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Old March 1st, 2004, 05:54 AM   #6
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Thanks for the replies. But an HD Camera is out of the question, because the XL1S and the DVX100a are about the same price and are in my price range (and an HD camera isn't) I'm trying to compare those 2. And also because I own some Nikon equipment already and heard about this setup I was wondering how it would work. I'm not talking about picture resolution or pixel resolution due to the CCD chip, I'm just talking about the overall feel and how it matches to film or 24p (I've done 16mm shorts in the past, but now want to move over to DV simply because of cost).

About the XL1s PAL, what if it was shot in frame mode (which would be like 25p) would it have a similar feel as the 24p (resolution aside).

And about the DOF, I was wondering which camera would give a shallower DOF and nicer results from the lens. Would using a 35mm Nikon lens on an XL1s (with a wide adapter) achieve anything positive? Or would the DVX100a give just as good an image (lens-wise) with a shallower DOF? As I understand the concept of using a 35mm lens on a DV camera is: the image produced by the lens is bigger than the CCD chip, so actually only the image at the center of the lens is being captured, and the rest of the image produced by the lens is projected onto nothing (in so doing being lost) resulting in the appearance of a 7.2x magnification. But wouldn't using a fish eye or wide angle adapter squeeze more of the picture back into the frame (just as it does when you attach it to a normal SRL lens and take a photo)? I'm still learning about lenses and the technical aspects. But I've used the adapter in my photography on a 110mm lens(say almost the same length a 20mm lens would be equivalent to with the 7.2x factor if on a XL1s) with my SRL and it makes the framing of the lens equivalent to what a 30mm lens would capture (and it still had a shallow DOF). Would this look different if I tried this on the XL1s? (not the same DOF as I see through my SLR)

Thanks for your help guys!
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Old March 1st, 2004, 05:31 PM   #7
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<<<-- Originally posted by Darryl Knickrehm :

About the XL1s PAL, what if it was shot in frame mode (which would be like 25p) would it have a similar feel as the 24p (resolution aside).
>>>--

Yes, frame mode at 25p would deliver the same filmlike feel as 25P. However, it will be much lower resolution: frame mode delivers around 320 lines of rez max, whereas DVX100 progressive will deliver 480 lines of rez (both numbers for NTSC versions). So the feel will be the same, but the DVX footage can be much sharper.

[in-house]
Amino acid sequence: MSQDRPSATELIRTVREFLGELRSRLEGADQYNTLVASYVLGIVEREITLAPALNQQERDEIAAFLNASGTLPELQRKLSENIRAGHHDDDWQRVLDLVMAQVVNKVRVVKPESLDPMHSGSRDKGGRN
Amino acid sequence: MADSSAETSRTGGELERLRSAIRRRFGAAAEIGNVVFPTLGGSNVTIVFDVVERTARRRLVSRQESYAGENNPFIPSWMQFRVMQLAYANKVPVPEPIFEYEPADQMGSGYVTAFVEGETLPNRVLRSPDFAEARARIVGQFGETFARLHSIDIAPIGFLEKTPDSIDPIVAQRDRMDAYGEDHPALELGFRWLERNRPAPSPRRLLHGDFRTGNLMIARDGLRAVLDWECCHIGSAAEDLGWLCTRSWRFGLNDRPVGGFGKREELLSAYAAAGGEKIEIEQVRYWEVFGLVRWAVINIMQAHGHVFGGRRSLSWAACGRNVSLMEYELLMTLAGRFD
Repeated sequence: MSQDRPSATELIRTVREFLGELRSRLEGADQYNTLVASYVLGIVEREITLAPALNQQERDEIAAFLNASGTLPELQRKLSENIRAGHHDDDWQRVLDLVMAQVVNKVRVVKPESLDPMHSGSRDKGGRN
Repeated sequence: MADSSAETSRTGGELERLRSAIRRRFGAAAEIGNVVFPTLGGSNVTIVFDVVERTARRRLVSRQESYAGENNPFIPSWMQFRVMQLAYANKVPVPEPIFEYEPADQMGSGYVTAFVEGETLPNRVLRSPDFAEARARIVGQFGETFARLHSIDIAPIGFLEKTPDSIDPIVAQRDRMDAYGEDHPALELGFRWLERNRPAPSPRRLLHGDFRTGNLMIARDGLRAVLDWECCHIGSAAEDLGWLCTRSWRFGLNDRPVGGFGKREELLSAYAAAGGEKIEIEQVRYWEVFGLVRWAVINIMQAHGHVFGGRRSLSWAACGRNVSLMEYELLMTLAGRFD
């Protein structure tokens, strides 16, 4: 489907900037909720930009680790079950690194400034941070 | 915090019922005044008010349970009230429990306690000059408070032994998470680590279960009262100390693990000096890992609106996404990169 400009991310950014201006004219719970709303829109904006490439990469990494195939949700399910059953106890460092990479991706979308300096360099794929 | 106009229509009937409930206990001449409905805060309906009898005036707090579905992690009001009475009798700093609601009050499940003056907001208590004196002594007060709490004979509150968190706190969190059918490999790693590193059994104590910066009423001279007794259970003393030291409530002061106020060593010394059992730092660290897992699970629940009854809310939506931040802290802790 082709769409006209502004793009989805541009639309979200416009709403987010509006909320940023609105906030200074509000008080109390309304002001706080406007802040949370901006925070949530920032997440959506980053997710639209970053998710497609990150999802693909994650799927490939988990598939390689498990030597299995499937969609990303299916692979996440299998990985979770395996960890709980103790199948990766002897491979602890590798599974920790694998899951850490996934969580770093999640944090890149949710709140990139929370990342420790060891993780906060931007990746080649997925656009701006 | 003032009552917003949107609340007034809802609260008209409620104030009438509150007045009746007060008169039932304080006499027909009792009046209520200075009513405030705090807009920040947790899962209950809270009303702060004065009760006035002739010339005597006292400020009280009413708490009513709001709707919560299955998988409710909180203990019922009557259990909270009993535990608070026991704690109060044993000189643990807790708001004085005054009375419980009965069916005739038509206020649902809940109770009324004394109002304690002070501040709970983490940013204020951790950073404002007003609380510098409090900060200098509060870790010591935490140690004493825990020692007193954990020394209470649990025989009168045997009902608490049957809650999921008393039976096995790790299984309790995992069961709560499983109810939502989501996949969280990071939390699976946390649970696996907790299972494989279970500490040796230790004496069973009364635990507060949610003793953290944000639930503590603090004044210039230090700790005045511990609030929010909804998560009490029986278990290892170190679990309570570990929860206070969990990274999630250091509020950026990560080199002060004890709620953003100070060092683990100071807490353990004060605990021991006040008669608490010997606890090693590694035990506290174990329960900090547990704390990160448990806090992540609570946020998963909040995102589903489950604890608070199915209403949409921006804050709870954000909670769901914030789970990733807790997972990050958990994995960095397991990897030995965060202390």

<<<--
And about the DOF, I was wondering which camera would give a shallower DOF and nicer results from the lens.
-->>>

Two different questions, two different answers. Which can deliver the shallower DOF? The Canon, absolutely. With a maximum telephoto of 88mm, the Canon can get much shallower than the DVX's maximum 45mm.

Which delivers "nicer results"? The Panasonic, hands down. Sharper, clearer, easier to focus, better color response, higher resolution, everything about it is quite advanced over the Canon. The Canon uses Panasonic CCD's from 1997... Panasonic has had five years to improve on them. The Leica lens on the Panasonic is quite superior to the Canon's. The Canon can deliver a much shallower DOF, but that's really about the only advantage it retains.

<<<-- Would using a 35mm Nikon lens on an XL1s (with a wide adapter) achieve anything positive?
-->>>
No. By the time you use that wide-angle adapter, you bring the effective focal length (and the DOF) right back where you started. The PappasSystem had nothing to do with DOF, it was an attempt to get a manually-controllable lens mounted to the camera. Now that you can do that with Canon's own manual lenses, there's no reason to fiddle with the PappasSystem.

If you crave the shallow-DOF look, and you already have a set of Nikon lenses, look into the mini35 adapter, which is available for both cameras. You could rent it for maybe $150 or $200 per day and get a Nikon mount for it so you could use all your existing glass with no additional expense. Or, read the other forums here for ideas on building your own homemade mini35 for under $300 or so.
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Old March 1st, 2004, 06:21 PM   #8